Following most any creative crucible, there's bound to be some room for interpretation as to who did what. For all of the mystery that Batman embodies, the stroke-by-stroke of his genesis has been fairly well delineated by both Bob Kane and Bill Finger, the only two who were there.
They didn't do it at the time, however. For all we know, neither of them took notes that fateful day in the cold beginning of 1939. More than two decades would pass before the story would begin to unfold publicly on paper. (The real story, anyway.)
And when it did emerge, so did friction. But by the 1980s, some of the alleged discrepancies seemed to evaporate. The truthful center of the story began to solidify. The creations of certain supporting characters and villains were and still are disputed, but the who-did-what on Batman himself very nearly lined up, from the iconic cowl to the chilling origin. Bill never claimed he chose the name Batman. To our knowledge, Bob never claimed he chose the name Bruce Wayne.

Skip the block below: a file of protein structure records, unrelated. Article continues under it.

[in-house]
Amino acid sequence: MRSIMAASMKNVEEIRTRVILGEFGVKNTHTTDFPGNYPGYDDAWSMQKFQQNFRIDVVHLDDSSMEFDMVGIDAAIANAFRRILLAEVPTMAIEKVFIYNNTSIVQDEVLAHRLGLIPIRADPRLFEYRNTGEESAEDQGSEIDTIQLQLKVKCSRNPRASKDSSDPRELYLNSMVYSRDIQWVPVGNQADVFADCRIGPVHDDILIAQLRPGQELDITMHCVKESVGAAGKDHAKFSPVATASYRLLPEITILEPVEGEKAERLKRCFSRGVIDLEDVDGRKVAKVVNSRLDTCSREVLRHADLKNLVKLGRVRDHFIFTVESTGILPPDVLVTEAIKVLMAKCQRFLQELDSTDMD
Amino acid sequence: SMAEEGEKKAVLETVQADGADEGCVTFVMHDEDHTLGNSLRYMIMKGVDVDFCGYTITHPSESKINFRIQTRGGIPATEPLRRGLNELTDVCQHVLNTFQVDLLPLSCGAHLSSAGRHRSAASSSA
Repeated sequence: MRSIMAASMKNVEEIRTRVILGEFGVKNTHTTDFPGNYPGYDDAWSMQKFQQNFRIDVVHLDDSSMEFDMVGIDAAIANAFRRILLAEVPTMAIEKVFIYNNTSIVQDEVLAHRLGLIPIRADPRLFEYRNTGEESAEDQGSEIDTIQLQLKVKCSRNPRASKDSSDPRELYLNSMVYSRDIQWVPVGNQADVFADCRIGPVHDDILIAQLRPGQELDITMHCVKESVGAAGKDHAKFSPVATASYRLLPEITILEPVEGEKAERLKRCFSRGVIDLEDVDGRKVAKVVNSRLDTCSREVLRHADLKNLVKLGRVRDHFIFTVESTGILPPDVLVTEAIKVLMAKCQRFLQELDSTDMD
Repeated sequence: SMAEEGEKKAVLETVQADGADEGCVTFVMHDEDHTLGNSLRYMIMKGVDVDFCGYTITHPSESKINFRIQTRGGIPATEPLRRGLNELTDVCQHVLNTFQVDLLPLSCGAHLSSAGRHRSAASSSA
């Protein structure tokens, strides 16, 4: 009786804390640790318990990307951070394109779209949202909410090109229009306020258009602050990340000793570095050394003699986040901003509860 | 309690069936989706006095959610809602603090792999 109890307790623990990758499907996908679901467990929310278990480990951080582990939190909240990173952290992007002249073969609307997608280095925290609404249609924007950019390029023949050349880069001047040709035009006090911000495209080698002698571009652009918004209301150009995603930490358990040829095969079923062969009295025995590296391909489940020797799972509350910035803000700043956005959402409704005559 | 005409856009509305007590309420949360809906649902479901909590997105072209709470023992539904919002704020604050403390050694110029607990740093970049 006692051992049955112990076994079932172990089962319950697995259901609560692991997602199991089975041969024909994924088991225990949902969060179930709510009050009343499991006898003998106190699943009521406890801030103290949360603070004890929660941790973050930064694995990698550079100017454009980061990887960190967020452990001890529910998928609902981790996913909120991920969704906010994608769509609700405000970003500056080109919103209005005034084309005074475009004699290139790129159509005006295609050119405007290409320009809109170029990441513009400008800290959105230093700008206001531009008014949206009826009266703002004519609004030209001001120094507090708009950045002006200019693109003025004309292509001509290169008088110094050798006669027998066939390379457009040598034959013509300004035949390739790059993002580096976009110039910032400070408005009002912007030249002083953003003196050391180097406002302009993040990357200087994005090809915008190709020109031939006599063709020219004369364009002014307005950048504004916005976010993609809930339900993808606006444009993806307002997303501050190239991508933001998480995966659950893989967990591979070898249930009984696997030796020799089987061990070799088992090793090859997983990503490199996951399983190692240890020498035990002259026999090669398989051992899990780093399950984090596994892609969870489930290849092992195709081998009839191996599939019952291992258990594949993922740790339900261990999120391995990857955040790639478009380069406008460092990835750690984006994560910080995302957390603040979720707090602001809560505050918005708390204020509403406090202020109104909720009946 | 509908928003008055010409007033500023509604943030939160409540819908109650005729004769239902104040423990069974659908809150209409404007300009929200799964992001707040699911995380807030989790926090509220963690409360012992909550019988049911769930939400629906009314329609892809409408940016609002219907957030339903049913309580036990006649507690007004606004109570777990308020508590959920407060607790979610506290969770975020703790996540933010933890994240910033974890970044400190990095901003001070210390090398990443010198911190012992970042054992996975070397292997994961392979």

There was one thing Bob did choose, a choice that has also never been disputed, which seems to me to be the most important thing for which he should be remembered. To quote a 1989 letter written by Bill's second wife:
"If Bob Kane called Bill in to write Batman, he certainly made a good choice, didn’t he?"
Thirty-seven years ago today, on January 18, 1974, Bill passed away. It would be some years before he passed into legend. Yet his legacy remains in limbo.
Lest ye forget, there is a way out of limbo. Tip your head even farther back, focus on balance, and keep moving forward.